i agree. if it was a human that presented an alleged threat, there would be outrage if his first line of action was to fatally shoot that individual. in this case, since it’s a canine, they clearly don’t care. But the fact that the dog was shot in his own backyard is egregious and demands a thorough investigation at the very least.

  2. danny nichols says:

    If there’s video, it should be released via the freedom of information act. The public has a right to know if there is an armed murderer on the loose.

    • admin says:

      absolutely, danny. i agree. two open records requests (because it’s a state-level agency) were filed this morning. maybe i’ll pdf them. but the one that relates to the video follows. the community has a vested interest in seeing all available evidence when a public servant decides to use lethal force.

      Amanda Mitchell
      Records Department
      Benson Police Department
      303 E.Church Street
      Benson, NC 27504
      acmitchell@bensonpd.org

      Dear Amanda Mitchell,

      Pursuant to the state open records law N.C. Gen. Stat. Secs. 132-1 to 132-10, I write to request access to and a copy of the video documented in the attached “Incident/Investigation Report”dated January 16, 2018. The video in question was recorded by Captain James Herring, establishes his interaction with a Caucasian Shepherd on this evening as well as him subsequently firing four bullets into the dog.

      If your agency does not maintain these public records, please let me know who does and include the proper custodian’s name and address. I agree to pay any reasonable copying and postage fees of not more than $10. If the cost would be greater than this amount, please notify me. Please provide a receipt indicating the charges for each document.

      I would request your response within ten (10) business days.

      If you choose to deny this request, please provide a written explanation for the denial including a reference to the specific statutory exemption(s) upon which you rely. Also, please provide all segregable portions of otherwise exempt material.

      I would note that violation of the open records law can result in the award of reasonable attorney fees, for which you may be held personally liable. See N.C. Gen. Stat. Sec. 132-9(c).

      Thank you for your assistance.

      Sincerely,

      Camille A. Marino
      Founder,
      Eleventh Hour for Animals

  3. Anne Marie Curtiss says:

    Law enforcement is misusing the policy that if they dog is aggressive or an imminent threat they can shoot it. To many furry family members are being lost. Law enforcement officers are in general afraid of dogs, the same way with postal employees are. I read a story recently where the cop shot the dog for barking at him. If there’s no video then it’s justified. Case closed. All officers need body cameras, that’s the only answer I see. Also maybe some clarification of the policy or more training is needed.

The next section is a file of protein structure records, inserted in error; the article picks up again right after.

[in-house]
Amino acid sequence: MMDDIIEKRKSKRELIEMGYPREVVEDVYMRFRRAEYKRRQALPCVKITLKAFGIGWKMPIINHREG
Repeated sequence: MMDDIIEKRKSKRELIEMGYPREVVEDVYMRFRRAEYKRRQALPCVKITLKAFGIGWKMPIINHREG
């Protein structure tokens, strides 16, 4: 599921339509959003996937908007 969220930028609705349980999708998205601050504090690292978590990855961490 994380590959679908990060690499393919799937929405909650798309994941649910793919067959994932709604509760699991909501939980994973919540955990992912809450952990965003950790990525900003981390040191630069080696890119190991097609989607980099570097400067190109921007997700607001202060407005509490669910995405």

• admin says:

      “if there’s no video then it’s justified” – really?

      a fence falls and a cop murders a dog in his own backyard and you believe that’s justified? first, a public servant is not entitled to resort to deadly force because he can. such an individual presents a danger to the community. secondly, if that was a human child instead of a canine family member, i suspect you’d be able to muster just a little bit more outrage.

      further, there IS a video and it’s being withheld. if that video showed that there was any real threat whatsoever, they’d have been handing it out in the town square.

      finally, the police clearly could not care less about this canine individual’s life and had every intention of covering up herring’s cold-blooded murder from jump. when mr. moore approached the cops after wakoda died, what did they do? did you read the police report? they threatened him to intimidate him into shutting up and going home. real professional, huh?

      • Desiree says:

        I think what Anne Marie meant is that if it’s not on video then the police consider it justified because there’s no proof to say it’s not and the case is closed. Only when there’s video is there actually an “investagation” if you can even call it that. This is disgusting and i dont believe killing this dog was the only way to handle this situation. Let’s say, just for arguments sake that Wakoda was being aggressive through the fence. As soon as he heard Wakoda “growling” and “snarling” through the fence he should’ve went in his house with his children immediately. Who knows what the antecedent was that caused Wakoda to be aggressive (if that’s even true). Maybe they were kicking the fence, or throwing rocks over the fence or sticking sticks through the slots in the fence to poke him, we don’t know. To me, this sounds like a trigger happy police officer who is either fabricating the whole “aggression” situation so he could murder this dog in which he didn’t like or who chose to murder a dog instead of taking his children inside his house to safety because he didn’t like the dog. Either way…this is BS!!!

        • admin says:

          Thanks so much for your comment, Desiree. I completely misunderstood.

          And I apologize for misreading your words, Anne Marie. I had people arguing on my fb page all day yesterday that I’m being unfair — that this trigger-happy cop was now in fear.

          I should add that people often read my sarcasm and completely miss the point. I’ve had things I’ve written sarcastically entered into evidence in court and all I can think is “are you kidding me?”!

          Thanks again everyone for supporting wakoda and his family.

    • Ellie israel says:

      We have a fenced in yard.  The mailbox is outside of the fence.  Some postal workers refuse to leave mail if our dogs are out as if they think their jaws are capable of elongating.